Merchandising as a discipline


If you want to know how far ahead of the curve any retailer might be, simply look at their org chart. There’s usually everything you need to know in that one simple diagram. How teams are organised, who reports to whom and what they call themselves are all useful indicators of their retailing maturity. 

 As an ecommerce consultant, regardless of which aspect of ecommerce I’m there to consult on, I invariably ask to see their org chart, and one of the first things I check for is the existence of an online merchandising team.

 Now, the name may change from retailer to retailer but if there’s a team whose purpose appears to be the management of screen real estate, then I know I’m working with a retailer with some experience.


Screen real-estate as a resource
Screen real-estate, that catch-all term for the totality of your digital selling space, is a valuable resource and, like any resource, it requires careful management. This is a critical point. It seems self-evident when written down in black and white, but a cursory examination of most ecommerce sites suggests that this is a truth not universally acknowledged nor understood.

Not only is it finite, screen real-estate, when measured per visitor, is tiny. Compared to physical stores or paper catalogues, levels of product exposure online are but a fraction of most retailer’s actual offering. Its value, therefore, as the only means of showcasing and selling your wares online should be self evident.

The absence of a team dedicated to managing and optimising screen real-estate is indicative of a retailer who has yet to transfer those hard-won learnings and understanding from the old world of physical retail to the new world of ecommerce.

Do we really need a team?
You may be questioning my postulate that all resources require management, or at least that they need managing by a team. Can’t screen real-estate be managed by one person, as part of his or her wider role? After all, most of it is managed by machines and is largely automated.

How many people are really needed? The answer depends on the size of the ecommerce operation, the number of products they sell, how many customers they have and, crucially, what tools they have to do the job. But I have yet to find a major retailer for whom the answer is not ‘greater than one’, i.e. a team.

As a rule of thumb, if you count online revenue in multiples of millions (dollars, pounds or euros) then you likely require a team.

What do they do?
My definition of online merchandising is ‘the selection and presentation of products and content to make best use of screen real-estate’, and that’s it in a nutshell. They are the people who decide what to place where, and to whom, in order to best meet the company’s objectives.

Most online retailers have people who do aspects of this work – somebody has to stack the digital shelves – but it’s rare to find a team whose function overlaps perfectly with this description.

And the aspect that is usually missing from their remit is ‘making best use of’.

To know whether each part of screen real-estate is being utilised to best effect is difficult. To answer the question one first needs to have a clearly defined objective, for which progress towards it can be measured. One then needs to be able to test alternative courses of action (merchandiser rules or interventions) to see which best meets the objective – the better course of action is rarely self-evident.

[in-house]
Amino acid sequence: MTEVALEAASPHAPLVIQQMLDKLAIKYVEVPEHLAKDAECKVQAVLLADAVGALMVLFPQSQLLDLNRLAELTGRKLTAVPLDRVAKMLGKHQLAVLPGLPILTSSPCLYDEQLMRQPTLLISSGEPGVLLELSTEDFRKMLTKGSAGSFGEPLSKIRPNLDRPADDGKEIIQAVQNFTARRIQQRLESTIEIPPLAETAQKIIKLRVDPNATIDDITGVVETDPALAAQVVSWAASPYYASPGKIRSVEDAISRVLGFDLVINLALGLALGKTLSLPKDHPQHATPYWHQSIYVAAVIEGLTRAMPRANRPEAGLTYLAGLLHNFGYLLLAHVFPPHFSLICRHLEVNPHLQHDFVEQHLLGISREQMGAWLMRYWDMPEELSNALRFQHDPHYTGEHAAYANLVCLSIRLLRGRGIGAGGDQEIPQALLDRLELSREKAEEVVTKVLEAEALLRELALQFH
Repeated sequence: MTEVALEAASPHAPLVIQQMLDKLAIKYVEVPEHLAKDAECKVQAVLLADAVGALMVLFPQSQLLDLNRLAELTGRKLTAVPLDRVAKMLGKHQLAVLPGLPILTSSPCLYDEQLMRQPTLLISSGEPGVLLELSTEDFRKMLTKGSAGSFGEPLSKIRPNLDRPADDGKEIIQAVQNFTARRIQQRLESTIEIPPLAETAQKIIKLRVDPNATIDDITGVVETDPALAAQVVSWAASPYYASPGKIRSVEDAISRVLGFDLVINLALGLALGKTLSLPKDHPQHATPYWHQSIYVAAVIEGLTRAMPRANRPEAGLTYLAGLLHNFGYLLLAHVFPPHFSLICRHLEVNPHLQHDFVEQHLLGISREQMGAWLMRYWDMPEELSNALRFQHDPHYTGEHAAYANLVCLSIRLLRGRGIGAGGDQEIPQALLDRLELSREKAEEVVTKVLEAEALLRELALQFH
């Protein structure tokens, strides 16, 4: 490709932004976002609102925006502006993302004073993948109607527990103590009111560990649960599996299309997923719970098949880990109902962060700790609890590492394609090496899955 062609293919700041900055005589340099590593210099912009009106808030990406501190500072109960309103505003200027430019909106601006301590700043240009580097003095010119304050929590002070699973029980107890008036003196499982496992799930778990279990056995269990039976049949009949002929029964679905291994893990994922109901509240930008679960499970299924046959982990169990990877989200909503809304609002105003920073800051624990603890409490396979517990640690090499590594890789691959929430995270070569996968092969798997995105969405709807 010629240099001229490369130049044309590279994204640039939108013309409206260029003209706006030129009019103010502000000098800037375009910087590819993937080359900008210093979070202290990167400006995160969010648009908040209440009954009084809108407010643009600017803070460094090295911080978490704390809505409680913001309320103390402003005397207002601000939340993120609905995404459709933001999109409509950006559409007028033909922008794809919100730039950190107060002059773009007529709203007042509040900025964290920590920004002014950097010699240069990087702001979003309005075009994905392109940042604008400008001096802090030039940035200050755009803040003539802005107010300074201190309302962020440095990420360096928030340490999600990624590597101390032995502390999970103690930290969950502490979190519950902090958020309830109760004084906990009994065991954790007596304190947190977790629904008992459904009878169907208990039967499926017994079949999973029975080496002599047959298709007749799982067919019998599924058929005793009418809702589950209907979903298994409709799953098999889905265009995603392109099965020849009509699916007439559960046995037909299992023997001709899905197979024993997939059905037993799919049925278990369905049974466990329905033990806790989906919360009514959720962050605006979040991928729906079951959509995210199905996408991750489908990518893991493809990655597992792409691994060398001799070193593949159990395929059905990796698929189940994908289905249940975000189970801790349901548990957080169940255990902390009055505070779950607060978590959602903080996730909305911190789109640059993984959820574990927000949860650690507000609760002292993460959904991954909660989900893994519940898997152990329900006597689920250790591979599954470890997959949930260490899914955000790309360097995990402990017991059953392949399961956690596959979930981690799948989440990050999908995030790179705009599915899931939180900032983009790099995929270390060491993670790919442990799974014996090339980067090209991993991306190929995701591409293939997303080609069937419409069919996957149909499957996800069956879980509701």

Of course, matters can be com-plicated by the existence of multiple objectives. Profit contribution is the usual overriding concern for a digital channel, but sometimes merchandisers are asked to maximise margin, increase average order value or shift left-over stock, none of which are necessarily in alignment with the objective of maximising profit.

Tools of the trade
They say a bad workman always blames his tools, but can a good workman do good work with bad tools? When it comes to the craft that is online merchandising the answer is no.

In essence, the online merchandiser’s role is to optimise screen real-estate, but the tools most teams have at their disposal fail some, if not all, of the above criteria.

Performance measures
The final piece of the jigsaw relates to performance measures. As it is for any function within a business, meaningful performance measures are critical to success. Without them managers are flying blind.

Most online retail activity remains shackled to that most meaningless of metrics, conversion rate, and online merchandising is no exception. But this need not be the case.

A good performance measure is one which can be directly linked to an objective, correlates strongly to the activities of a single group (i.e. not affected by third-party activity) and which makes resultant (corrective) courses of action self-evident (i.e. it should be obvious what do in the event of failure). (n.b. conversion rate fails on all three counts)

Do such measures exist? Yes, but it’s rare that they can’t be measured using the tools that most merchandisers have to hand.



Online merchandising is a nascent discipline. It has a lot of growing up to do. But things are changing.

In my experience, the leading online retailers have tackled, or at least begun to address, the following points:

Leading retailers are beginning to recognise online merchandising as a true discipline, are beginning to hire dedicated staff and are furnishing them with the right tools.

It’s now up to the online merchandisers to prove their worth.